The Schneider Trophy


This afternoon Jackie drove us to Calshot and back in order to watch the sun go down.

Beaulieu River and Abbey 1

The tide was up in the Beaulieu River, offering reflections of Beaulieu Palace House

Beaulieu River and houses

and of private houses.

Fawley Power Sation and ponies

Along Rollestone Road the ancient and modern meet in the forms of ponies grazing freely on historic moorland and the towers of Fawley Power Station.

Calshot beach and ships 1

We arrived at Calshot shortly before sunset. The tide had ebbed; buoys were beached,

Calshot beach and ships 2

and large vessels glided past,

Sunset and beach huts

towards the low sun that lit the beach huts’ verandas.

Sunset 1

Swirling clouds splashed around the western sun

Sunset 2

while, to the east, smooth water reflected its effects.

Boat reflected in pool

Parked boats were mirrored in pools on the quayside.

Low tide, boats, beach huts

Shallow water glistened

Sunset 3

and gleamed,

Houston House

as did the windows of Houston House

Houston House Plaque

which bears this plaque.

Wikipedia tells us that:

‘The Coupe d’Aviation Maritime Jacques Schneider, commonly called the Schneider Trophy or Schneider Prize (sometimes incorrectly referred to as the Schneider Cup, a different prize), was a trophy awarded annually (and later, biannually) to the winner of a race for seaplanes and flying boats. The Schneider Trophy is now held at the Science Museum, South Kensington, London.

Announced in 1912 by Jacques Schneider, a French financier, balloonist and aircraft enthusiast, the competition offered a prize of approximately £1,000. The race was held twelve times between 1913 and 1931. It was intended to encourage technical advances in civil aviation but became a contest for pure speed with laps over a (usually) triangular course (initially 280 km, later 350 km). The contests were staged as time trials, with aircraft setting off individually at pre-agreed times, usually 15 minutes apart. The contests were very popular and some attracted crowds of over 200,000 spectators. An earlier trophy, also presented by Jacques Schneider in 1910, in France, was the Schneider Cup, which is now in the possession of the RAF College Cranwell.’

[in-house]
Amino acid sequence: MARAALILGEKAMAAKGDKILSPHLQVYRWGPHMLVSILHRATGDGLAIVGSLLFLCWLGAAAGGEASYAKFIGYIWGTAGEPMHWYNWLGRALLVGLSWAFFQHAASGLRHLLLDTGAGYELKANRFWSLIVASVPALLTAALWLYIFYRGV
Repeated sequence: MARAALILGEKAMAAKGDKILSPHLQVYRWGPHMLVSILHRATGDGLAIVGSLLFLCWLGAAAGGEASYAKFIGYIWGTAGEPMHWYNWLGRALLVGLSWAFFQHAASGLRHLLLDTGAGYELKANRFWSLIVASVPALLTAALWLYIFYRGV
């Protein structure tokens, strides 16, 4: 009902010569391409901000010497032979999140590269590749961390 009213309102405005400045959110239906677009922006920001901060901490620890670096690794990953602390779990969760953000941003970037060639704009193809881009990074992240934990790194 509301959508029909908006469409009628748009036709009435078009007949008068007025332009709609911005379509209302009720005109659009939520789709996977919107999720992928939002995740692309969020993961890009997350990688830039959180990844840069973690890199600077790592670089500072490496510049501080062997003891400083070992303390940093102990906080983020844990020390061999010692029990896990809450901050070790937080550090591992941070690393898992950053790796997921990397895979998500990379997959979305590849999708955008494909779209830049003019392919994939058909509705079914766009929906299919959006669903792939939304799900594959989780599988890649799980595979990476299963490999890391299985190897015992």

‘In 1931 the British government withdrew support, but a private donation of £100,000 from Lucy, Lady Houston, allowed Supermarine to compete and win on 13 September against only British opposition, with reportedly half a million spectators lining the beachfronts. The Italian, French, and German entrants failed to ready their aircraft in time for the competition. The remaining British team set both a new world speed record (610 km/h (380 mph)) and won the trophy outright with a third straight win.[7] The following days saw the winning Supermarine S.6B further break the world speed record twice, making it the first craft to break the 400 mph barrier on 29 September at an average speed of 655.8 km/h (407.5 mph).’

Sunset 4

As the sun gravitated towards

Sunset 5

the horizon,

Sunset 6

orange hues

Sunset 7


Sunset 8

and deepened.

Jet trail

A jet trail pierced the indigo backcloth,

Sunset 9

Sunset 10

and the palette introduced red pigments

Sunset 11


Sunset 12

across the firmament;

Sunset reflected in stream

finally dipping into the stream running alongside Jack Maynard Road.

This evening, for dinner, we enjoyed Jackie’s splendid beef and mushroom pie; boiled potatoes, carrots and cabbage, with which I drank more of the madiran.




  1. You saved the best for last with these photos, Derrick, although there’s one with golden tones I like very much too. It reminds me of a Turner painting.

  2. Terrific pictures, as always, but I particularly like the one of the boat reflected in the puddle.

  3. I’m sure your sunsets are more lovely than mine – though it may be because I am not out hunting for them with my camera at hand that I miss out…… The first two shots show another world and would make quite challenging jigsaw puzzles!

  4. I was not aware of the history of Schneider Trophy. Those are amazingly noiseless low light shots –the sea-facing verandas look clean. The clouds were certainly on fire, and so was your camera. Is this all at the base ISO?

    1. It is all on automatic. Although back in the ’60s I knew about shutter speeds, apertures, manual focussing, and stuff, I got lazy as the years went by, and think, especially in this digital age, it is all too much to learn again. Many thanks, Uma

  5. Interesting history on the Schneider Trophy . I had not heard of it before. Always something new to learn here, Derrick!

    The cloud photos are spectacular, especially the ones where clouds sailing at different levels can be seen, giving the feeling of depth in the sky. It really is an ocean of sorts. The colors change rapidly at the beginning and end of the day. Nature’s ephemeral jewels.

  6. I had to go and read up on Lady Houston, am I glad I did.
    What a mighty woman she was.In one sense we might almost say it was she that saved England / Great Britain through her involvement with the Supermarine aircraft, forerunners to the mighty Spitfire of Battle of Britain fame.
    Thank you again Derrick, you area great teacher.You spike the interest and send us on the search for knowledge

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